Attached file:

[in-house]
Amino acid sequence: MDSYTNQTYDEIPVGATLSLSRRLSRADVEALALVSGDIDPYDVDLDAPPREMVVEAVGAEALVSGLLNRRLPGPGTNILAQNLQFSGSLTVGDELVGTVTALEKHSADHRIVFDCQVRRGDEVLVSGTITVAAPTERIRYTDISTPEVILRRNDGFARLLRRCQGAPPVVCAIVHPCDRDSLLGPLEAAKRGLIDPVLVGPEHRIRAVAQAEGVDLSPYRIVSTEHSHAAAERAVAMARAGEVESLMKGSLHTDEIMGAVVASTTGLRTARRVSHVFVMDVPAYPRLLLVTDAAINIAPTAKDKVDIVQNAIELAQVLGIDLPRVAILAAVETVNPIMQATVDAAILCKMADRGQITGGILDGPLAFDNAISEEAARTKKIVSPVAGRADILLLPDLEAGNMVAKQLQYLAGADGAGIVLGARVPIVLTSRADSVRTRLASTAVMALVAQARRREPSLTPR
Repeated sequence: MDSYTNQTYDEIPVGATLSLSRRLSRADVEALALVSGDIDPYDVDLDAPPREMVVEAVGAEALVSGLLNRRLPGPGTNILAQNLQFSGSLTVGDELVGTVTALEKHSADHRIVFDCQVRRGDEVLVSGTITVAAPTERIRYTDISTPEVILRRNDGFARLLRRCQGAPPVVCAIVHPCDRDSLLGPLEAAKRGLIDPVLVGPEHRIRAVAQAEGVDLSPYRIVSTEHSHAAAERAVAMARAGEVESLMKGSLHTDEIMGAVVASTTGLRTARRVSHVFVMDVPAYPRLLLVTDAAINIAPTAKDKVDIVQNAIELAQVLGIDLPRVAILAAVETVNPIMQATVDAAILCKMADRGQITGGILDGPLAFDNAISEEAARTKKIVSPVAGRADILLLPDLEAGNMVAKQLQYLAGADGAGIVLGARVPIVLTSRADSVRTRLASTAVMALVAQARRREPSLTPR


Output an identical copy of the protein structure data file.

[in-house]
Amino acid sequence: MDSYTNQTYDEIPVGATLSLSRRLSRADVEALALVSGDIDPYDVDLDAPPREMVVEAVGAEALVSGLLNRRLPGPGTNILAQNLQFSGSLTVGDELVGTVTALEKHSADHRIVFDCQVRRGDEVLVSGTITVAAPTERIRYTDISTPEVILRRNDGFARLLRRCQGAPPVVCAIVHPCDRDSLLGPLEAAKRGLIDPVLVGPEHRIRAVAQAEGVDLSPYRIVSTEHSHAAAERAVAMARAGEVESLMKGSLHTDEIMGAVVASTTGLRTARRVSHVFVMDVPAYPRLLLVTDAAINIAPTAKDKVDIVQNAIELAQVLGIDLPRVAILAAVETVNPIMQATVDAAILCKMADRGQITGGILDGPLAFDNAISEEAARTKKIVSPVAGRADILLLPDLEAGNMVAKQLQYLAGADGAGIVLGARVPIVLTSRADSVRTRLASTAVMALVAQARRREPSLTPR
Repeated sequence: MDSYTNQTYDEIPVGATLSLSRRLSRADVEALALVSGDIDPYDVDLDAPPREMVVEAVGAEALVSGLLNRRLPGPGTNILAQNLQFSGSLTVGDELVGTVTALEKHSADHRIVFDCQVRRGDEVLVSGTITVAAPTERIRYTDISTPEVILRRNDGFARLLRRCQGAPPVVCAIVHPCDRDSLLGPLEAAKRGLIDPVLVGPEHRIRAVAQAEGVDLSPYRIVSTEHSHAAAERAVAMARAGEVESLMKGSLHTDEIMGAVVASTTGLRTARRVSHVFVMDVPAYPRLLLVTDAAINIAPTAKDKVDIVQNAIELAQVLGIDLPRVAILAAVETVNPIMQATVDAAILCKMADRGQITGGILDGPLAFDNAISEEAARTKKIVSPVAGRADILLLPDLEAGNMVAKQLQYLAGADGAGIVLGARVPIVLTSRADSVRTRLASTAVMALVAQARRREPSLTPR